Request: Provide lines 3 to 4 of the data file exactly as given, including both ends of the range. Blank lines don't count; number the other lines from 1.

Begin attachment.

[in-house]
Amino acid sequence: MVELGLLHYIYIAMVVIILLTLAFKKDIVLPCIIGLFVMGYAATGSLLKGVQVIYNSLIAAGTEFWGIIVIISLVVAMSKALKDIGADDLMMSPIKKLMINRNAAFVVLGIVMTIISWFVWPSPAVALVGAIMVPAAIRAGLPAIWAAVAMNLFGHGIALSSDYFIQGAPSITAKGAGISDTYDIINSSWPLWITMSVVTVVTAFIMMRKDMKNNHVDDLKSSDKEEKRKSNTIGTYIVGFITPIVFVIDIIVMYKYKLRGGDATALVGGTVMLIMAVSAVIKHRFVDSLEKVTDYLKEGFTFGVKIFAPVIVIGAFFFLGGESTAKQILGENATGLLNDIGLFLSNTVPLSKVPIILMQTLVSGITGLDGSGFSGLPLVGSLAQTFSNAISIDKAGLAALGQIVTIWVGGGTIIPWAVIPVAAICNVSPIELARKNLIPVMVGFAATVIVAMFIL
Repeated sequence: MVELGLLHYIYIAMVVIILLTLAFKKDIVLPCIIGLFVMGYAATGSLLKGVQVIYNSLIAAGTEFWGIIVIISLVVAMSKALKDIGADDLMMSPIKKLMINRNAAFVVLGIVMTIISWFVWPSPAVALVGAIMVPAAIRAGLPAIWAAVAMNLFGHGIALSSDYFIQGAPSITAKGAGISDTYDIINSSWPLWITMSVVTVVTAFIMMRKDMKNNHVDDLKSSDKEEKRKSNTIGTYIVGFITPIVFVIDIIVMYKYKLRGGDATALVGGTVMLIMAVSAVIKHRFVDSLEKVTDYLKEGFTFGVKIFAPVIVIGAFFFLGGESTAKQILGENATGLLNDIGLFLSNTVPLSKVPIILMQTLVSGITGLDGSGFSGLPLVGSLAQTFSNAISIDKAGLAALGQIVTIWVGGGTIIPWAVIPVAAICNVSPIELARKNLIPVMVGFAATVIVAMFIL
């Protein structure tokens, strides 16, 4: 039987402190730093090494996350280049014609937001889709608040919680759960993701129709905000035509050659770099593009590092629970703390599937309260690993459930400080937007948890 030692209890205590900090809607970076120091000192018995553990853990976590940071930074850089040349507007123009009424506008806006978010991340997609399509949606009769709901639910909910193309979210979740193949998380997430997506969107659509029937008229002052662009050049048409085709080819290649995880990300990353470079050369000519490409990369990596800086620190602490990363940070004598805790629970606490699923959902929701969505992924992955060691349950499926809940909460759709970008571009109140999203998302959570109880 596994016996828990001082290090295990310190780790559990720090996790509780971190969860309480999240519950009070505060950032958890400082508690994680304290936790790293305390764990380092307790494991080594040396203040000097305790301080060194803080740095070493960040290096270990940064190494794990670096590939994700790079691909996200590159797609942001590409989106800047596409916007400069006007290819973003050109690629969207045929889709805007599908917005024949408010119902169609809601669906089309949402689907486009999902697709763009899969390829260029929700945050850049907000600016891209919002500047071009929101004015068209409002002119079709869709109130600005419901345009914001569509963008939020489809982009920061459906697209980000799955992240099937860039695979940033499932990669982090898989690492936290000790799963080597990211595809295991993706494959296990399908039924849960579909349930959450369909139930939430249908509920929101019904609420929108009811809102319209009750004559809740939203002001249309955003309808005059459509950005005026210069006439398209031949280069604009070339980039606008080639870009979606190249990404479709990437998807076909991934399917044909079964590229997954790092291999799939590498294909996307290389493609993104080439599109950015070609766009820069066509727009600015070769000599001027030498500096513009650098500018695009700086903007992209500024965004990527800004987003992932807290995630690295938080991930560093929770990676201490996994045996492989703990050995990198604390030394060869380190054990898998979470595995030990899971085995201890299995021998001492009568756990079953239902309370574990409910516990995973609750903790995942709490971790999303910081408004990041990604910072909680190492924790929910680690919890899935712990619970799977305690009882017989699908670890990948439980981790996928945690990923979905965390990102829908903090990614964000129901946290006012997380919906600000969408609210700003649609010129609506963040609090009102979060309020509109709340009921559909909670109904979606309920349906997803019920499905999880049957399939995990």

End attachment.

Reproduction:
Repeated sequence: MVELGLLHYIYIAMVVIILLTLAFKKDIVLPCIIGLFVMGYAATGSLLKGVQVIYNSLIAAGTEFWGIIVIISLVVAMSKALKDIGADDLMMSPIKKLMINRNAAFVVLGIVMTIISWFVWPSPAVALVGAIMVPAAIRAGLPAIWAAVAMNLFGHGIALSSDYFIQGAPSITAKGAGISDTYDIINSSWPLWITMSVVTVVTAFIMMRKDMKNNHVDDLKSSDKEEKRKSNTIGTYIVGFITPIVFVIDIIVMYKYKLRGGDATALVGGTVMLIMAVSAVIKHRFVDSLEKVTDYLKEGFTFGVKIFAPVIVIGAFFFLGGESTAKQILGENATGLLNDIGLFLSNTVPLSKVPIILMQTLVSGITGLDGSGFSGLPLVGSLAQTFSNAISIDKAGLAALGQIVTIWVGGGTIIPWAVIPVAAICNVSPIELARKNLIPVMVGFAATVIVAMFIL
């Protein structure tokens, strides 16, 4: 039987402190730093090494996350280049014609937001889709608040919680759960993701129709905000035509050659770099593009590092629970703390599937309260690993459930400080937007948890 030692209890205590900090809607970076120091000192018995553990853990976590940071930074850089040349507007123009009424506008806006978010991340997609399509949606009769709901639910909910193309979210979740193949998380997430997506969107659509029937008229002052662009050049048409085709080819290649995880990300990353470079050369000519490409990369990596800086620190602490990363940070004598805790629970606490699923959902929701969505992924992955060691349950499926809940909460759709970008571009109140999203998302959570109880 596994016996828990001082290090295990310190780790559990720090996790509780971190969860309480999240519950009070505060950032958890400082508690994680304290936790790293305390764990380092307790494991080594040396203040000097305790301080060194803080740095070493960040290096270990940064190494794990670096590939994700790079691909996200590159797609942001590409989106800047596409916007400069006007290819973003050109690629969207045929889709805007599908917005024949408010119902169609809601669906089309949402689907486009999902697709763009899969390829260029929700945050850049907000600016891209919002500047071009929101004015068209409002002119079709869709109130600005419901345009914001569509963008939020489809982009920061459906697209980000799955992240099937860039695979940033499932990669982090898989690492936290000790799963080597990211595809295991993706494959296990399908039924849960579909349930959450369909139930939430249908509920929101019904609420929108009811809102319209009750004559809740939203002001249309955003309808005059459509950005005026210069006439398209031949280069604009070339980039606008080639870009979606190249990404479709990437998807076909991934399917044909079964590229997954790092291999799939590498294909996307290389493609993104080439599109950015070609766009820069066509727009600015070769000599001027030498500096513009650098500018695009700086903007992209500024965004990527800004987003992932807290995630690295938080991930560093929770990676201490996994045996492989703990050995990198604390030394060869380190054990898998979470595995030990899971085995201890299995021998001492009568756990079953239902309370574990409910516990995973609750903790995942709490971790999303910081408004990041990604910072909680190492924790929910680690919890899935712990619970799977305690009882017989699908670890990948439980981790996928945690990923979905965390990102829908903090990614964000129901946290006012997380919906600000969408609210700003649609010129609506963040609090009102979060309020509109709340009921559909909670109904979606309920349906997803019920499905999880049957399939995990």